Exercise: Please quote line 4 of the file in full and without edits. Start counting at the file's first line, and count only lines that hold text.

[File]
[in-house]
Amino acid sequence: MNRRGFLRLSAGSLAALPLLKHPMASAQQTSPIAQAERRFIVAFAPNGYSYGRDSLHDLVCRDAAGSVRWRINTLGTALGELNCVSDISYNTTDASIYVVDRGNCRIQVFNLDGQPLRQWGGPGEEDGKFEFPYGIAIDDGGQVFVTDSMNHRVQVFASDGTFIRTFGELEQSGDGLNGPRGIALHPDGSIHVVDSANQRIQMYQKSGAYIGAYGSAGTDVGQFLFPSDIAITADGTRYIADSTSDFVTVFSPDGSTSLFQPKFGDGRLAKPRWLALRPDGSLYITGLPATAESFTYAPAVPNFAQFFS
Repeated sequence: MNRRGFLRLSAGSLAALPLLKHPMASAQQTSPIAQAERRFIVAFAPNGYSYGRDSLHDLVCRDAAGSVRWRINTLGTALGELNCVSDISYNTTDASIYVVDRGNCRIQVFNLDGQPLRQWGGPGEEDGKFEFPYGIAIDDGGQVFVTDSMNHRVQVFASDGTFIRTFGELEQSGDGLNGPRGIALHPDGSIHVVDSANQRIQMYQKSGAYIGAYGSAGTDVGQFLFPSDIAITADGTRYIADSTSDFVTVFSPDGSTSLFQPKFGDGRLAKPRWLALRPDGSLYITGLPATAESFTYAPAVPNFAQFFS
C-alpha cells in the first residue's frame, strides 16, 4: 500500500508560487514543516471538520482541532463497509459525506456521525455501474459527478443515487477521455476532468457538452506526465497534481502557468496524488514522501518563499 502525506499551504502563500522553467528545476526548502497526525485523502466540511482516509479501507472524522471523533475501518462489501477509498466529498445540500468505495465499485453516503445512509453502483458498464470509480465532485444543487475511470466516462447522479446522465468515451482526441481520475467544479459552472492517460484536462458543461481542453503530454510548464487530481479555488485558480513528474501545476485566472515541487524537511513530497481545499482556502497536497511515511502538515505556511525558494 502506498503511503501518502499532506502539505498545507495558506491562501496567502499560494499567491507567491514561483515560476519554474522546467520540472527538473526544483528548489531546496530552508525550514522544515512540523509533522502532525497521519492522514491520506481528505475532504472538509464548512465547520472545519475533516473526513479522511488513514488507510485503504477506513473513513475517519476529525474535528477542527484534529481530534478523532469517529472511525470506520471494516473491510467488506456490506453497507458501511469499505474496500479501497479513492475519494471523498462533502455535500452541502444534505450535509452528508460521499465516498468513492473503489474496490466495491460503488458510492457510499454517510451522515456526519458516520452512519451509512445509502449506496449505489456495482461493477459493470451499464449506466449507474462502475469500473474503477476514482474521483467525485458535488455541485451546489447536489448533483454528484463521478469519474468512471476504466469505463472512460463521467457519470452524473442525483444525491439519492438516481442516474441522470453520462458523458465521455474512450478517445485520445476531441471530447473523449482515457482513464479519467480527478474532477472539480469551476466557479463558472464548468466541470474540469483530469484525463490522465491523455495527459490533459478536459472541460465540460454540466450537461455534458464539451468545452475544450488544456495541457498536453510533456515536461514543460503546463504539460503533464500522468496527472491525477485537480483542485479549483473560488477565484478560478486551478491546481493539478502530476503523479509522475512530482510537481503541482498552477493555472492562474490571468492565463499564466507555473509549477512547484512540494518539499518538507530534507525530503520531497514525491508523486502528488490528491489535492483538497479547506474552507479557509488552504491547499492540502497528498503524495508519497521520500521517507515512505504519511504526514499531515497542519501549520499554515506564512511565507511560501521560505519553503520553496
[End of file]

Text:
C-alpha cells in the first residue's frame, strides 16, 4: 500500500508560487514543516471538520482541532463497509459525506456521525455501474459527478443515487477521455476532468457538452506526465497534481502557468496524488514522501518563499 502525506499551504502563500522553467528545476526548502497526525485523502466540511482516509479501507472524522471523533475501518462489501477509498466529498445540500468505495465499485453516503445512509453502483458498464470509480465532485444543487475511470466516462447522479446522465468515451482526441481520475467544479459552472492517460484536462458543461481542453503530454510548464487530481479555488485558480513528474501545476485566472515541487524537511513530497481545499482556502497536497511515511502538515505556511525558494 502506498503511503501518502499532506502539505498545507495558506491562501496567502499560494499567491507567491514561483515560476519554474522546467520540472527538473526544483528548489531546496530552508525550514522544515512540523509533522502532525497521519492522514491520506481528505475532504472538509464548512465547520472545519475533516473526513479522511488513514488507510485503504477506513473513513475517519476529525474535528477542527484534529481530534478523532469517529472511525470506520471494516473491510467488506456490506453497507458501511469499505474496500479501497479513492475519494471523498462533502455535500452541502444534505450535509452528508460521499465516498468513492473503489474496490466495491460503488458510492457510499454517510451522515456526519458516520452512519451509512445509502449506496449505489456495482461493477459493470451499464449506466449507474462502475469500473474503477476514482474521483467525485458535488455541485451546489447536489448533483454528484463521478469519474468512471476504466469505463472512460463521467457519470452524473442525483444525491439519492438516481442516474441522470453520462458523458465521455474512450478517445485520445476531441471530447473523449482515457482513464479519467480527478474532477472539480469551476466557479463558472464548468466541470474540469483530469484525463490522465491523455495527459490533459478536459472541460465540460454540466450537461455534458464539451468545452475544450488544456495541457498536453510533456515536461514543460503546463504539460503533464500522468496527472491525477485537480483542485479549483473560488477565484478560478486551478491546481493539478502530476503523479509522475512530482510537481503541482498552477493555472492562474490571468492565463499564466507555473509549477512547484512540494518539499518538507530534507525530503520531497514525491508523486502528488490528491489535492483538497479547506474552507479557509488552504491547499492540502497528498503524495508519497521520500521517507515512505504519511504526514499531515497542519501549520499554515506564512511565507511560501521560505519553503520553496